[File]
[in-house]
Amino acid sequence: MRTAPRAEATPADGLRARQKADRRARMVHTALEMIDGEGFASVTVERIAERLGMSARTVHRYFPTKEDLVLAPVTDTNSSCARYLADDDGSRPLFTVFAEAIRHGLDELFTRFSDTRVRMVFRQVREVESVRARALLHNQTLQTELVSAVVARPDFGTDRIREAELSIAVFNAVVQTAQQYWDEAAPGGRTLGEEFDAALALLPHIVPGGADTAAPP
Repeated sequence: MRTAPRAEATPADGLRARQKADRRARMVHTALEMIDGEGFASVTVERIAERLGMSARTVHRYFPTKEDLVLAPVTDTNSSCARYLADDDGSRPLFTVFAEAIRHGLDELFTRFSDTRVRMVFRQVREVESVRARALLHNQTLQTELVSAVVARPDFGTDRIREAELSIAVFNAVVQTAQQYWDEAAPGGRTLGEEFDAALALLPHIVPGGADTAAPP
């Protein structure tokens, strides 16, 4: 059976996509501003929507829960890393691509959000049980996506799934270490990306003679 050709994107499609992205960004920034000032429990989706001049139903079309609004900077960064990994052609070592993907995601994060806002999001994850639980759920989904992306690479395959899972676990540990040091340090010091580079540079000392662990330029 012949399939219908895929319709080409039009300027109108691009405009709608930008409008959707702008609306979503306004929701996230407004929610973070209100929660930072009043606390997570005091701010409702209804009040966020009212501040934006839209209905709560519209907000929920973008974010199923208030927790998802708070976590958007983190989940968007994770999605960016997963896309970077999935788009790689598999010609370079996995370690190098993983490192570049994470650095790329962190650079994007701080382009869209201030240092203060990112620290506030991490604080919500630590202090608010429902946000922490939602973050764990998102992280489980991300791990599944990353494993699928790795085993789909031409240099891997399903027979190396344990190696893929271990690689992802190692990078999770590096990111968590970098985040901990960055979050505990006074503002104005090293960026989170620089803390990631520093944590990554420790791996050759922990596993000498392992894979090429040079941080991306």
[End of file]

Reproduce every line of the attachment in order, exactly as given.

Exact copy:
[in-house]
Amino acid sequence: MRTAPRAEATPADGLRARQKADRRARMVHTALEMIDGEGFASVTVERIAERLGMSARTVHRYFPTKEDLVLAPVTDTNSSCARYLADDDGSRPLFTVFAEAIRHGLDELFTRFSDTRVRMVFRQVREVESVRARALLHNQTLQTELVSAVVARPDFGTDRIREAELSIAVFNAVVQTAQQYWDEAAPGGRTLGEEFDAALALLPHIVPGGADTAAPP
Repeated sequence: MRTAPRAEATPADGLRARQKADRRARMVHTALEMIDGEGFASVTVERIAERLGMSARTVHRYFPTKEDLVLAPVTDTNSSCARYLADDDGSRPLFTVFAEAIRHGLDELFTRFSDTRVRMVFRQVREVESVRARALLHNQTLQTELVSAVVARPDFGTDRIREAELSIAVFNAVVQTAQQYWDEAAPGGRTLGEEFDAALALLPHIVPGGADTAAPP
């Protein structure tokens, strides 16, 4: 059976996509501003929507829960890393691509959000049980996506799934270490990306003679 050709994107499609992205960004920034000032429990989706001049139903079309609004900077960064990994052609070592993907995601994060806002999001994850639980759920989904992306690479395959899972676990540990040091340090010091580079540079000392662990330029 012949399939219908895929319709080409039009300027109108691009405009709608930008409008959707702008609306979503306004929701996230407004929610973070209100929660930072009043606390997570005091701010409702209804009040966020009212501040934006839209209905709560519209907000929920973008974010199923208030927790998802708070976590958007983190989940968007994770999605960016997963896309970077999935788009790689598999010609370079996995370690190098993983490192570049994470650095790329962190650079994007701080382009869209201030240092203060990112620290506030991490604080919500630590202090608010429902946000922490939602973050764990998102992280489980991300791990599944990353494993699928790795085993789909031409240099891997399903027979190396344990190696893929271990690689992802190692990078999770590096990111968590970098985040901990960055979050505990006074503002104005090293960026989170620089803390990631520093944590990554420790791996050759922990596993000498392992894979090429040079941080991306």